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Tooth Inlays and Onlays

What are Inlays and Onlays?

An inlay refers to a filling that usually consists of gold, porcelain, or resin that is used to treat a cavity. An inlay is larger than a filling while being smaller than a crown. The difference between an inlay and a filling is that an inlay lies within the cusps on the chewing portion of the tooth. This procedure includes an impression of the tooth and creation of the restoration piece outside of the mouth. This procedure is effective for those who have extensive decays or fractures within the teeth that cannot be fixed by an intracoronal restoration. It is important to receive this procedure if you are instructed by a dentist to do so, as ignoring this issue will potentially lead to more severe tooth damage that may require emergency dentistry. There is also the option of using porcelain for the inlay procedure, utilizing a digital technology known as CADCAM. Utilizing this technology is useful as it creates a perfectly fitted inlay in either one or two visits for the patient. If the porcelain is made within a laboratory setting, two visits will be necessary for the patient.

An onlay is the same as an inlay, except that an onlay is specifically targeted towards replacing a tooth cusp. This procedure utilizes crowns in order to cover the surface of the tooth. This procedure is effective in conserving the tooth structure and will completely eliminate the cusps and walls of the tooth within the crown.

Different types of Inlays and Onlays

There are two types of inlays and onlays: direct and indirect. Direct inlays and onlays are made by the dentist within the setting of a dental office. This is an easy process for the patient to partake in, as the inlays and onlays are placed in one visit. During this process, the dentist removes the portion of the tooth that is decayed and puts resin on the tooth. The dentist will then take the inlay or onlay and cement it into the tooth, followed by a polishing of the inlay or onlay. The inlay or onlay can also be made of ceramic, and the same procedure is followed.
The indirect inlays and onlays are made in a laboratory setting, so this process takes additional time and will thus typically require two visits for the patient. The indirect inlay and onlay procedure is similar to the direct procedure, as the decayed portion of the tooth is first removed by the dentist. However, this process differs as the tooth that is being treated will receive a temporary filling so that the impression can be sent to a laboratory. At the patient’s second visit, the dentist will remove the temporary filling and cement the inlay or onlay to the tooth, followed by the same polishing of the inlay or onlay.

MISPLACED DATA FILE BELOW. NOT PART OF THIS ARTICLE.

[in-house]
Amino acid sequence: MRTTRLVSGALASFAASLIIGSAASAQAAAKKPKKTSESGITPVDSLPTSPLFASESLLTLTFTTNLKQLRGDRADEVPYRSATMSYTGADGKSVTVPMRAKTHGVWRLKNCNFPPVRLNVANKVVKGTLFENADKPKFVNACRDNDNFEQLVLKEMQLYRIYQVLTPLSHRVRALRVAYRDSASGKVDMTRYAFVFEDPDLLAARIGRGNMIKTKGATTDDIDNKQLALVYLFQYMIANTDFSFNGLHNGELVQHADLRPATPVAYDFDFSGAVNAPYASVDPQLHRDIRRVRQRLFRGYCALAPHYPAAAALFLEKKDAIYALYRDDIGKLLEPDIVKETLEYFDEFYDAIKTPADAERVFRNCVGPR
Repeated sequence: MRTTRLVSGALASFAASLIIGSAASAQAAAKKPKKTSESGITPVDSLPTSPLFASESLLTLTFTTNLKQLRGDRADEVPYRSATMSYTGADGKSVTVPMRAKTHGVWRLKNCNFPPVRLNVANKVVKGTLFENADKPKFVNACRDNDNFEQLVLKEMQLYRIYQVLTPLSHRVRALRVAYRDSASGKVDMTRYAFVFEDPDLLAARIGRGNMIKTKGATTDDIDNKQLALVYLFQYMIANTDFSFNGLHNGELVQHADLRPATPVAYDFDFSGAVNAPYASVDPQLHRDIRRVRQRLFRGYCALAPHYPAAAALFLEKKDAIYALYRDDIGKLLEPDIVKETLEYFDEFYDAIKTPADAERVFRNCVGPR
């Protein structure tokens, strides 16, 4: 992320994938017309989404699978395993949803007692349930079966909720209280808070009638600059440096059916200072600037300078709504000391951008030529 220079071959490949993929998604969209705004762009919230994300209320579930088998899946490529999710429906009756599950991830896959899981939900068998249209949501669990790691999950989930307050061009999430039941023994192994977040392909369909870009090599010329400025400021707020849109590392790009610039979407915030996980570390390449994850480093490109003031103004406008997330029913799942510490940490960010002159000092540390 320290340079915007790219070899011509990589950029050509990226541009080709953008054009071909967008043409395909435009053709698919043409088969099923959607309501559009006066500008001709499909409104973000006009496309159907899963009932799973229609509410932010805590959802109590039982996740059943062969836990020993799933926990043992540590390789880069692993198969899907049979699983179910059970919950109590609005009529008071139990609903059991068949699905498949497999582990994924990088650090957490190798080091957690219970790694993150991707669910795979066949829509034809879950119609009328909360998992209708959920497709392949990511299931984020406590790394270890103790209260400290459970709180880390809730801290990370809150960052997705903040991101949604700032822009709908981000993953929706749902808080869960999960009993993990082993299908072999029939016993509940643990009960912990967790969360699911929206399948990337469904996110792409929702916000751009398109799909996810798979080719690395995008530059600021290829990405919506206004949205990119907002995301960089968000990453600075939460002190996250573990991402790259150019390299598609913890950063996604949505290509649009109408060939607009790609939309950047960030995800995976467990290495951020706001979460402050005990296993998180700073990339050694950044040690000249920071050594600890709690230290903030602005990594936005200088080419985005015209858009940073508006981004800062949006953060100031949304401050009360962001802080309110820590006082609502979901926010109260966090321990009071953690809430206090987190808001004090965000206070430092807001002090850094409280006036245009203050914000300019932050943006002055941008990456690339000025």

How to know which one applies to you

Our expert dentists will determine what type of inlay or onlay is necessary for your unique situation depending on how much of the tooth remains. For both an inlay and an onlay, gold is typically used, as it is the most long-lasting and hard-wearing filling material. Using gold has many advantages, as it will not tarnish and has immense strength. The only downside to having a gold inlay or onlay is that the gold filling is made within a laboratory, so the indirect method will need to be utilized.

Receiving an inlay or onlay is necessary when a person is missing more than half of the tooth, or if more than half of the tooth is decayed. There are many benefits to receiving an inlay or onlay when compared to traditional metal fillings. First, they are more durable and typically last up to thirty years. Second, they help to add strength to the tooth by up to seventy-five percent, while metal fillings only strengthen the tooth by about fifty percent. Lastly, both inlays and onlays increase the lifespan of the tooth and prevent the need for additional dental treatment in the future.

In order to maintain and take care of the patient’s inlay or onlay, the patient will need to brush and floss on a consistent basis as well as have regular visits to the dentist.

Contact the experts at  Samaritan Dental Arts today to book an appointment with one of our specialists if you need help filling a cavity or other tooth issue, or if you’d just like to discuss your options.

  Dr. Alan Zabolian is a proud member of  
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